J.B. Spins

Jazz, film, and improvised culture.

Wednesday, October 21, 2009

Killing Kasztner

The movies usually have it wrong. In real life, killers are boring. It is the heroes who are interesting and Rezső Kasztner was absolutely fascinating. A respected lawyer, journalist, and political leader, Kasztner saved 1,600 fellow Jews arranging what came to be known as the Kasztner Train. Ironically though, it was Kasztner’s name that became anathema to many Israelis, rather than that of his assassin. This strange apparent paradox is explained in Gaylen Ross’s Killing Kasztner: the Jew Who Dealt with Nazis (trailer here), which opens this Friday in New York.

It has been said that if Kasztner had not been Jewish, he would have been celebrated as a hero much like Oskar Schindler. Like Schindler, Kasztner dealt directly with the National Socialists as a leader of the Vaada, the Hungarian Aid and Rescue Committee. Every life rescued on Kasztner's train to Switzerland was purchased dearly through bribery. In fact, Kasztner was penniless when he and his family arrived in Israel at the end of the war.

Despite the many lives undeniably saved by Kasztner, the very idea of a Jew negotiating with high level Nazis, including Adolph Eichmann, was difficult for many Israelis to accept. The issue came to a head when the ruling Mapai party strongly encouraged Kasztner to sue for libel when accused of collaboration. Though Kasztner’s victory initially seemed assured, the discovery of an affidavit he wrote on behalf Kurt Becher, his old SS contact, proved to be his undoing. It cost him his case (though he would later be vindicated in a little noted appeal) and ultimately led to his assassination. Strangely though, Gaylen somewhat buries her lede, only briefly mentioning newly discovered evidence that suggests Kasztner acted at the behest of his government in the Becher affair and took the fall on their behalf during his trial.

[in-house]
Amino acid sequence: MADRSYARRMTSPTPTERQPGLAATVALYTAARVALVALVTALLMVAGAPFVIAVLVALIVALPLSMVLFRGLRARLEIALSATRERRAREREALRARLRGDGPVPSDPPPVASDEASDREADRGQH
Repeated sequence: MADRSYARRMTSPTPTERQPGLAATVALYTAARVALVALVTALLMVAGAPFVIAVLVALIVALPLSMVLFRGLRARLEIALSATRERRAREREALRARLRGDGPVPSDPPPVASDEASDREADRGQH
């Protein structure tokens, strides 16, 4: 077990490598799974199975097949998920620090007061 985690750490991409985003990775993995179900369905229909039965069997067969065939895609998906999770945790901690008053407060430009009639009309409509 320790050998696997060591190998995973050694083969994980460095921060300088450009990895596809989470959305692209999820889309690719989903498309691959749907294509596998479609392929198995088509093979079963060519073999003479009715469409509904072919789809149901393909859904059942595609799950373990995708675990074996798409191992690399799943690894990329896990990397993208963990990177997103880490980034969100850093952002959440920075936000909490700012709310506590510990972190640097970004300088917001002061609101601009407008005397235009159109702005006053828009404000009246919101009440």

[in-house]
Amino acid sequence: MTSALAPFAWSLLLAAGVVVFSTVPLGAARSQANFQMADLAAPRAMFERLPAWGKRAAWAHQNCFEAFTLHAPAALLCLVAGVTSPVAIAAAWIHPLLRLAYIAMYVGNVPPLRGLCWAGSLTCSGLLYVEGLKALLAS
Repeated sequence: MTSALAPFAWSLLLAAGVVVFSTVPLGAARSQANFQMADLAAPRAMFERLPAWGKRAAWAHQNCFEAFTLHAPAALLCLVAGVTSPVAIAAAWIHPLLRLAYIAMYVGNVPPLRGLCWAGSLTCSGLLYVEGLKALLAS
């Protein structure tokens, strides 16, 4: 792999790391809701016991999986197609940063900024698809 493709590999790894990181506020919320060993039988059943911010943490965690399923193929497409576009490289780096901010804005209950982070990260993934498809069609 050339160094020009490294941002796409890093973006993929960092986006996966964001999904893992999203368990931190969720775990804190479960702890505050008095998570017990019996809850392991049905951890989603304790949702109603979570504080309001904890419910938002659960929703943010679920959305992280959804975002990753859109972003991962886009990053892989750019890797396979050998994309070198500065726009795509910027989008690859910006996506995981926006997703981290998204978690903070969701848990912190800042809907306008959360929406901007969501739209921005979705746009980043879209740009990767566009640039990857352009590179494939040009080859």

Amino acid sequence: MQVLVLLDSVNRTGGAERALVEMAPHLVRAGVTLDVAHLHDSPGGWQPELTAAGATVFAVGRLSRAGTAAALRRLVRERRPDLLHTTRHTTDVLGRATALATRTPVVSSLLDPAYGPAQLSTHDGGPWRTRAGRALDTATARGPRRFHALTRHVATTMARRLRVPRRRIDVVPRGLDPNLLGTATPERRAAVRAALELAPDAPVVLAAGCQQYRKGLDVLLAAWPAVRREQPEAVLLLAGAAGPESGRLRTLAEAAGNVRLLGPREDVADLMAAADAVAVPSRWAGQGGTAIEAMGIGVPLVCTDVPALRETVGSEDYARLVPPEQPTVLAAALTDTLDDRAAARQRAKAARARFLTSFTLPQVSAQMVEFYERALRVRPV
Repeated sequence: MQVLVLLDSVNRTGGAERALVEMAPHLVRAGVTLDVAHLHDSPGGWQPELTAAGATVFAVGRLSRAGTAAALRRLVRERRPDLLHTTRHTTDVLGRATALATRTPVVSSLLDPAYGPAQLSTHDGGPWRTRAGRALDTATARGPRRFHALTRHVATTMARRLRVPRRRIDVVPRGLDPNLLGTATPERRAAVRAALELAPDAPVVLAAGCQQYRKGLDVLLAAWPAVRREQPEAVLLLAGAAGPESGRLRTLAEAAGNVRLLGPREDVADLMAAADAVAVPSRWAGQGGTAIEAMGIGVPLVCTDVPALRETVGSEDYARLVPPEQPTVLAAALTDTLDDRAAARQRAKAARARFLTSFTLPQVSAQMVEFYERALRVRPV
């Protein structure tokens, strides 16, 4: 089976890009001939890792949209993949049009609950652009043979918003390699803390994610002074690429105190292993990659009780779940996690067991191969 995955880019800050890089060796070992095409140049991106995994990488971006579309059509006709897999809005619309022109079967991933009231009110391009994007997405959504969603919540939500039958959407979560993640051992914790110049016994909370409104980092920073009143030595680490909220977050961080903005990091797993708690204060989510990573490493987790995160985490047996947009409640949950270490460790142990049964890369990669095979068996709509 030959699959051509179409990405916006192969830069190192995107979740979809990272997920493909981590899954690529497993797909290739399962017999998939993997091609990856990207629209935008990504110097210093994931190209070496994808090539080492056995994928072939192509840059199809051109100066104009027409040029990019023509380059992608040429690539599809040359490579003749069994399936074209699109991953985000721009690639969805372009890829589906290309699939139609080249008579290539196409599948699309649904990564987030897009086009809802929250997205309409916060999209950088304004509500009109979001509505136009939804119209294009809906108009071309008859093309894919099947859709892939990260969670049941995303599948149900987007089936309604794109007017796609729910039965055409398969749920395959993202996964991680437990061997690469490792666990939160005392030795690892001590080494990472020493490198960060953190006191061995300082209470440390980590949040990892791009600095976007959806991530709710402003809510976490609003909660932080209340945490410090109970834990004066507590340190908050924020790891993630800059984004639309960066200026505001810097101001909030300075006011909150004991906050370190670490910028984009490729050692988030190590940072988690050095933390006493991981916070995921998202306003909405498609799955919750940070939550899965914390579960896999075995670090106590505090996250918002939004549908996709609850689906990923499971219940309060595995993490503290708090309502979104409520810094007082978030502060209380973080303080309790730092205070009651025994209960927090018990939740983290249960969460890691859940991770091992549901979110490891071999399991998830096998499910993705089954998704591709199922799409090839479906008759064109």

Kasztner is clearly one of the most complex and intriguing historical figures of the last century. His killer, Ze’ev Eckstein, is not. However, Gaylen gives inordinate screen time to this banally evil figure. Granted, securing Eckstein’s first on-camera interview is a legitimate “get,” but he has little interesting to say. Frankly, his carefully chosen words, expressing guarded regret perhaps, but never actual remorse, quickly become tiresome. As a result, his face-to-face meeting with Kasztner’s daughter is completely unsatisfying for all involved.

In truth, Gaylen’s film is best when advocating on behalf of Kasztner’s legacy. She also got real results, prodding the director of Yad Vashem to recognize Kasztner, after a heated meeting with survivors of his rescue operation. Through this prism, Gaylen offers a revisionist perspective on an Israeli society she argues prefers dead heroes like Hannah Senesh, to living heroes like Kasztner. While such social criticism is not without interest, the film’s best moments illuminate the neglected story of Kasztner and his rescue efforts.

Using straight-forward documentary techniques, Gaylen makes a very convincing case on behalf of Kasztner. One just wishes she had not spent so much time questioning Eckstein, the hostile witness. Still, Gaylen conveys a good sense of Kasztner the man, which is definitely important. As it is, Killing Kasztner offers a challenging look at an unfairly overlooked episode in history. It opens Friday (10/23) at Cinema Village.

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